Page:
Friday, November 19, 2010

The Bormes case: and 1681c(g)(1) of FCRA

The CAFC does handle federal cases OTHER THAN patent cases.

The following is an excerpt from Bormes v. US, which references
the Digital Millennium Copyright Act [DMCA]:

Blueport does not control in this case. Because the
Big Tucker Act and Little Tucker Act follow the same
rules, this court may ask if Blueport would prevent the
Court of Federal Claims from exercising jurisdiction if
Bormes had initiated his case in that court. If Blueport
would block jurisdiction in the Court of Federal Claims
under the Big Tucker Act, then it would also prevent a
district court from exercising jurisdiction (and finding the
concomitant waiver of sovereign immunity) in the Little
Tucker Act. This court need not, however, reach that

Blueport does not apply because the jurisdictional
grant in FCRA is not “like the DMCA.” Id. Instead, the
former grants jurisdiction to “any appropriate United
States district court, without regard to the amount in
controversy, or in any other court of competent jurisdic-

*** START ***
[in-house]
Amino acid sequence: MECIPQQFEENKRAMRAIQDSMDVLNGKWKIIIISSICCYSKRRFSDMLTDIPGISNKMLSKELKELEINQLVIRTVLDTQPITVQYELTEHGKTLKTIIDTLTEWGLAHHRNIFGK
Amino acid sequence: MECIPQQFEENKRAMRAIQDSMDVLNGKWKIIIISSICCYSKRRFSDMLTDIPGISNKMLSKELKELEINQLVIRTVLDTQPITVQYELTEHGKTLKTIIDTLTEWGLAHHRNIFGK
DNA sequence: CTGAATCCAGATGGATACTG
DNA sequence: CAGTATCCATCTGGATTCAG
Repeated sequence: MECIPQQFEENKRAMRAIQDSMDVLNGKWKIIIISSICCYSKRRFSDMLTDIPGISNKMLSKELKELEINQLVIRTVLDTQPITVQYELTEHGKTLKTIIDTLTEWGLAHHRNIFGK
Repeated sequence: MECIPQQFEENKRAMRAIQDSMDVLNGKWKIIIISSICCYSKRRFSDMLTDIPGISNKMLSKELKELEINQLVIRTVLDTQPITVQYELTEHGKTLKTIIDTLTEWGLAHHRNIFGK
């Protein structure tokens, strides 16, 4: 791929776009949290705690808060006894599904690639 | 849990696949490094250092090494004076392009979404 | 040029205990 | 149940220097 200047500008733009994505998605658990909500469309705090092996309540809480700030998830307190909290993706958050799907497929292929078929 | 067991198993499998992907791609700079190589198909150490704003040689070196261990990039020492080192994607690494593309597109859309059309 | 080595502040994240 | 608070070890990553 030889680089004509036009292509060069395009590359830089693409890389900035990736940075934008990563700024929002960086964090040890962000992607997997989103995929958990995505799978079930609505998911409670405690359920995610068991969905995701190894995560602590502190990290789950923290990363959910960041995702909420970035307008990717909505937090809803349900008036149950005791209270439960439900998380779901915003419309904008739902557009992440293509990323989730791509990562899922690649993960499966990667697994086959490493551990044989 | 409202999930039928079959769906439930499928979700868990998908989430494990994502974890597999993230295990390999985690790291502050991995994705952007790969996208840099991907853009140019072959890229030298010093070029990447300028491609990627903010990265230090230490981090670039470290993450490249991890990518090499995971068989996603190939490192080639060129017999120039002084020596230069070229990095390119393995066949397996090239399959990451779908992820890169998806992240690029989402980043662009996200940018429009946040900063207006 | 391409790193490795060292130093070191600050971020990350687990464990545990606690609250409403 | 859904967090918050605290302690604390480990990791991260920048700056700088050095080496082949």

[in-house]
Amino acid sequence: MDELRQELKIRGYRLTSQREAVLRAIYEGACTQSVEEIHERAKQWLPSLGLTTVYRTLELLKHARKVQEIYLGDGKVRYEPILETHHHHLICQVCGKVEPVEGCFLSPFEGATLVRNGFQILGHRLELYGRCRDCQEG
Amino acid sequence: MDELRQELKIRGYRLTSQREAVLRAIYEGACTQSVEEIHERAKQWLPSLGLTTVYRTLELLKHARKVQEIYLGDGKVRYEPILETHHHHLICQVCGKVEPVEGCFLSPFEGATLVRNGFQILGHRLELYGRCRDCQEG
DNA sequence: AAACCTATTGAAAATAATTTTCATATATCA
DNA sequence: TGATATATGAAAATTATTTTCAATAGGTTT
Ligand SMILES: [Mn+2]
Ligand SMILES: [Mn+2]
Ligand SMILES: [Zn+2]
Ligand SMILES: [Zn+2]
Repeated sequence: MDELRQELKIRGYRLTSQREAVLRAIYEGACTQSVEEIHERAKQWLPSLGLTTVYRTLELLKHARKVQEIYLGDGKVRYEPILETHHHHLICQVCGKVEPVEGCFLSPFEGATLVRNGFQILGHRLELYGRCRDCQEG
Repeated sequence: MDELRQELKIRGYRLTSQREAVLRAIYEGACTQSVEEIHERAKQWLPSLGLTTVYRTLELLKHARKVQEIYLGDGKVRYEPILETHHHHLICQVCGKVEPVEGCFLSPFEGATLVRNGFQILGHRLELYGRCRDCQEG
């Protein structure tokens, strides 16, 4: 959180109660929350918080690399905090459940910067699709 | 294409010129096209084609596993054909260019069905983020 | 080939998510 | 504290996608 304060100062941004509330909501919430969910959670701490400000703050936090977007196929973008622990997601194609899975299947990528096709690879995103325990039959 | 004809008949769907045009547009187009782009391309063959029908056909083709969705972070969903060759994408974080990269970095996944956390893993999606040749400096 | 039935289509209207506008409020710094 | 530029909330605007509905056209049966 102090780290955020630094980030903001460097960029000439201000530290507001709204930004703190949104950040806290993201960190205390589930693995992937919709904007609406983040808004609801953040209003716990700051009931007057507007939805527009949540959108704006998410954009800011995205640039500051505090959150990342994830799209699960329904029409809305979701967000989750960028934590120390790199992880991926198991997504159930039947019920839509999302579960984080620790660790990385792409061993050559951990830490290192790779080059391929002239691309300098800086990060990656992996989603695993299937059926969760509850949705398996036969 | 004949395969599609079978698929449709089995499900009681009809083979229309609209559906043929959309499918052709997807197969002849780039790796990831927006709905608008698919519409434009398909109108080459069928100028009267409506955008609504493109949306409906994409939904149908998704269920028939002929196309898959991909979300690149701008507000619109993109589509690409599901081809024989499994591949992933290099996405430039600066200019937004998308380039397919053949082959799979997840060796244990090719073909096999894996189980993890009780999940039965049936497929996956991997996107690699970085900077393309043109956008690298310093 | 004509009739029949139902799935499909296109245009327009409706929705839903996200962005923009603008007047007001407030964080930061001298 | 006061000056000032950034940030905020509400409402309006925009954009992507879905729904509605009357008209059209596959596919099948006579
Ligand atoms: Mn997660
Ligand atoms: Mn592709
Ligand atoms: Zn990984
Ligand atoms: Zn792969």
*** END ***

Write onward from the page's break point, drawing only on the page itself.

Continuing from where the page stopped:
tion.” 15 U.S.C. § 1681p (emphasis added).
The government asserts that “any other court of com-
petent jurisdiction” refers to state court jurisdiction
rather than other federal tribunals. The government
explains that the Supreme Court interpreted the phrase
“any other court of competent jurisdiction” as “provid[ing]
for concurrent federal-court and state-court jurisdiction
over civil liability suits.” Bank One Chicago N.A. v. Midwest
Bank & Trust Co., 516 U.S. 264, 268, 275 (1996).


The parties have also briefed whether Bormes’ claim
should be dismissed for failure to state a claim upon
which relief can be granted. Specifically, the government
contends that the alleged wrongful action in this
case―providing credit card information that is displayed
on a consumer’s computer screen
―does not qualify as a
willful violation of 15 U.S.C. § 1681c(g)(1), which requires
“print[ing] more than the last 5 digits of the card number
or the expiration date upon any receipt provided cardholder
at the point of the sale or transaction.”


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